Probably the people feeling the pinch most will be the City Traders and the Banks. The pound will settle to a lower level, enabling us to recover faster, and then it will climb back when compared to the Euro, if not the Dollar. Whether there will be any further effects on the EU, I cannot predict. There is very little likelihood of Scotland or Northern Ireland breaking away from the UK and joining the EU separately (but the last time I said something similar to this, it was to say that “clamp-on ultrasonic flowmeters would never be able to measure steam or gas flow” – judge for yourself).

What I would like to see is an end to the extreme contrast between the lowest and the highest salaries in the UK, possibly starting by eliminating those highly paid banking jobs. Already HSBC is relocating their Euro currency trading operation to Paris. Maybe this will put a lid on the property prices in London, and overseas billionaires will sell their empty apartments. At least we will now stop paying high salaries and higher travel expenses to the ineffectively employed UK MEPs (Members of the European Parliament)!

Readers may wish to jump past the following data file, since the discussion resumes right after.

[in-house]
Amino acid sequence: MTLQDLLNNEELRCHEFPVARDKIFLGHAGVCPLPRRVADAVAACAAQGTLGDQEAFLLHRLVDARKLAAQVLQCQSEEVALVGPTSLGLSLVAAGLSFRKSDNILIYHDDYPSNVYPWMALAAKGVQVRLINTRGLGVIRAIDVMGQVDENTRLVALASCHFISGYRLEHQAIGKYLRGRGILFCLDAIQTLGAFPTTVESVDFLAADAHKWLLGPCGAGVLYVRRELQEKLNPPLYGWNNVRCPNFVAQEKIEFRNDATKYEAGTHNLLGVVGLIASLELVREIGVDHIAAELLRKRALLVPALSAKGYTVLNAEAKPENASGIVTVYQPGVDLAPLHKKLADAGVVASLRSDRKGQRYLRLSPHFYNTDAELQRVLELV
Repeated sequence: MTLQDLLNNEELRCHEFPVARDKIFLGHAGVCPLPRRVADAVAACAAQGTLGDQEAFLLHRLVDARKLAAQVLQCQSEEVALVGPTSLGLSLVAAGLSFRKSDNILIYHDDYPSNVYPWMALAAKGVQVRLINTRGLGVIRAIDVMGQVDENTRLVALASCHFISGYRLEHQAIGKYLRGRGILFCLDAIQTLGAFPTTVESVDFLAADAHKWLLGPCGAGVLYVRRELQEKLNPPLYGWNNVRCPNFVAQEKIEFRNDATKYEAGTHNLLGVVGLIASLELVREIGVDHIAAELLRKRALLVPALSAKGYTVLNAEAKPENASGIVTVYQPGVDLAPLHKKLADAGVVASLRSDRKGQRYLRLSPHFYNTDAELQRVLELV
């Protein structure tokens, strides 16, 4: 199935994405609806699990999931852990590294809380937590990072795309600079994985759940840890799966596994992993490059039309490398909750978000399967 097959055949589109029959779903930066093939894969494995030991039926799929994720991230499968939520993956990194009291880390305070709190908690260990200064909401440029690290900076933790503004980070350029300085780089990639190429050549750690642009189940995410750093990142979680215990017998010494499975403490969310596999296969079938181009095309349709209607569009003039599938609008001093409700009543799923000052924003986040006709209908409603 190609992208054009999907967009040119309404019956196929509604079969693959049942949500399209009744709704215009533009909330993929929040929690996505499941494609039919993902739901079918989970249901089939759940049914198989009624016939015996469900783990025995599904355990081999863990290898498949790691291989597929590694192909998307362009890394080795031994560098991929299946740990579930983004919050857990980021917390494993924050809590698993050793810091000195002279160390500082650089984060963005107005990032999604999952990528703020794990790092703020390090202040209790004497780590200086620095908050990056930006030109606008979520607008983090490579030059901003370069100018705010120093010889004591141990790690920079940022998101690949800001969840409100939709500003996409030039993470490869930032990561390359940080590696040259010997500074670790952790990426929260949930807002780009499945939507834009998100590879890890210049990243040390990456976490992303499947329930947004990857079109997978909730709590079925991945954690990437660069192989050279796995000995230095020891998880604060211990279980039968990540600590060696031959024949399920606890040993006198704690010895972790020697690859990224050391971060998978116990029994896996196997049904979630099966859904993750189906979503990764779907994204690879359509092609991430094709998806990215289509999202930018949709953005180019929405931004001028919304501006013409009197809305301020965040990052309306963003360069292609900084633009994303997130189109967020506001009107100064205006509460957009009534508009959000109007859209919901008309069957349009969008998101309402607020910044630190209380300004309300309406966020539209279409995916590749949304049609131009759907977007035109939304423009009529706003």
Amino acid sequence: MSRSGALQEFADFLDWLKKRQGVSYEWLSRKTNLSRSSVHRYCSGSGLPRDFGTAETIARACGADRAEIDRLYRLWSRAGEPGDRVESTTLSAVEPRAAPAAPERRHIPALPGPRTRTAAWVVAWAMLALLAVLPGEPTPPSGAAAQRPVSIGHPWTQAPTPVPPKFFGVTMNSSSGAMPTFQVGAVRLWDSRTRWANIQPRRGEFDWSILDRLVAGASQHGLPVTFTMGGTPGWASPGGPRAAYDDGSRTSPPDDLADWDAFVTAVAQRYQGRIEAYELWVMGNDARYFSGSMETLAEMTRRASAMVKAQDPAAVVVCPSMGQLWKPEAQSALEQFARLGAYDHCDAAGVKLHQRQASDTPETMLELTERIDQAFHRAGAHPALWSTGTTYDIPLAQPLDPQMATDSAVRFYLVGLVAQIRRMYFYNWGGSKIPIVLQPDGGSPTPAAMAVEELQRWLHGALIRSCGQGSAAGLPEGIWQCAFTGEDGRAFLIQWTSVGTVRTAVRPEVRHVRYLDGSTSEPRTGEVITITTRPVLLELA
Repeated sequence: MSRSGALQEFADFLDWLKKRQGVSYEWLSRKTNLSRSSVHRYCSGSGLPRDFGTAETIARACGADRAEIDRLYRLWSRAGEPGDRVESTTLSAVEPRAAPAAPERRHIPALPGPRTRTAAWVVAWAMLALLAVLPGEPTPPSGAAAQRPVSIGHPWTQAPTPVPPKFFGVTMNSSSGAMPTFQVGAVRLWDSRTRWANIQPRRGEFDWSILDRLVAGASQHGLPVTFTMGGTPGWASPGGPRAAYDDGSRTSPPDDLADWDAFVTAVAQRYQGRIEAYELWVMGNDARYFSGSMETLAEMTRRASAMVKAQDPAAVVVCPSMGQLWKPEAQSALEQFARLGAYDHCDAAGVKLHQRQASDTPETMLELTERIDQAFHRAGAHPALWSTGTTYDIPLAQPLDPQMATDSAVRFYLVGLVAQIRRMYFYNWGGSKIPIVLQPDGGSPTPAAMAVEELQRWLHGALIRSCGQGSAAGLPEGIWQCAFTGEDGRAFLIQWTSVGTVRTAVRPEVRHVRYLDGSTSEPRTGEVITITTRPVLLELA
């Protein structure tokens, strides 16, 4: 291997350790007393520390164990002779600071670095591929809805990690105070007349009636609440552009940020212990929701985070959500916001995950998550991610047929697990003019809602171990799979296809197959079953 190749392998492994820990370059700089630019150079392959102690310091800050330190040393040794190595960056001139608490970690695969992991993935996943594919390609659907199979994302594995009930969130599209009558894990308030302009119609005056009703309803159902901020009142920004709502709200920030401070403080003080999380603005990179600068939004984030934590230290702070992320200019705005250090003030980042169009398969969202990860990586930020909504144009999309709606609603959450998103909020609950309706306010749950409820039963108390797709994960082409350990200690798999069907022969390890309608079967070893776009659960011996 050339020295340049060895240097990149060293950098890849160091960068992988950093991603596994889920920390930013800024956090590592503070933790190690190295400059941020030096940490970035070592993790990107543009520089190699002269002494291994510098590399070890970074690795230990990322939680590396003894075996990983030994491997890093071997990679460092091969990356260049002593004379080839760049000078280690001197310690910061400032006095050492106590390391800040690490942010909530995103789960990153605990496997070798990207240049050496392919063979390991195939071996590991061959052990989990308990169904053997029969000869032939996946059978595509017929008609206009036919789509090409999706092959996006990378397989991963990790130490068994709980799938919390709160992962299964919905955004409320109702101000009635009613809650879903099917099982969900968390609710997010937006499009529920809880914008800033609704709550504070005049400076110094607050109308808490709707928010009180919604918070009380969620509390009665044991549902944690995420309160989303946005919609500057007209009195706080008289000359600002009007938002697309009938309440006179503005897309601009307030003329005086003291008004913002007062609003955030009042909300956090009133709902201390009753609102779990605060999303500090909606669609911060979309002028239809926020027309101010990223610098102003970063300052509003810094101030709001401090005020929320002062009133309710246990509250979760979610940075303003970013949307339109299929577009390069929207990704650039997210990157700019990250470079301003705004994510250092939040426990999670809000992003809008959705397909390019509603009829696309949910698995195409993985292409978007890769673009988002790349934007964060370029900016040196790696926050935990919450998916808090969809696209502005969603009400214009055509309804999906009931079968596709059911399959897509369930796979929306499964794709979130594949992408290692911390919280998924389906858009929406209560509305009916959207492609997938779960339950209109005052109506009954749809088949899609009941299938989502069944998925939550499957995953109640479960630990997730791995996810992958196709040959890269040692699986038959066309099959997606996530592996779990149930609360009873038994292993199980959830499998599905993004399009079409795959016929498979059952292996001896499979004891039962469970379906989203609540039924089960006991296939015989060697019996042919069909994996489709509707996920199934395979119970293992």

For another viewpoint….

For a different viewpoint, see Eoin O’Riain’s post on his Read-out.net Instrumentation Signpost blog: https://instrumentsignpost.wordpress.com/2016/06/30/nobody-knows-brexit-pauto-tandm/

Nick Denbow

http://www.Processingtalk.info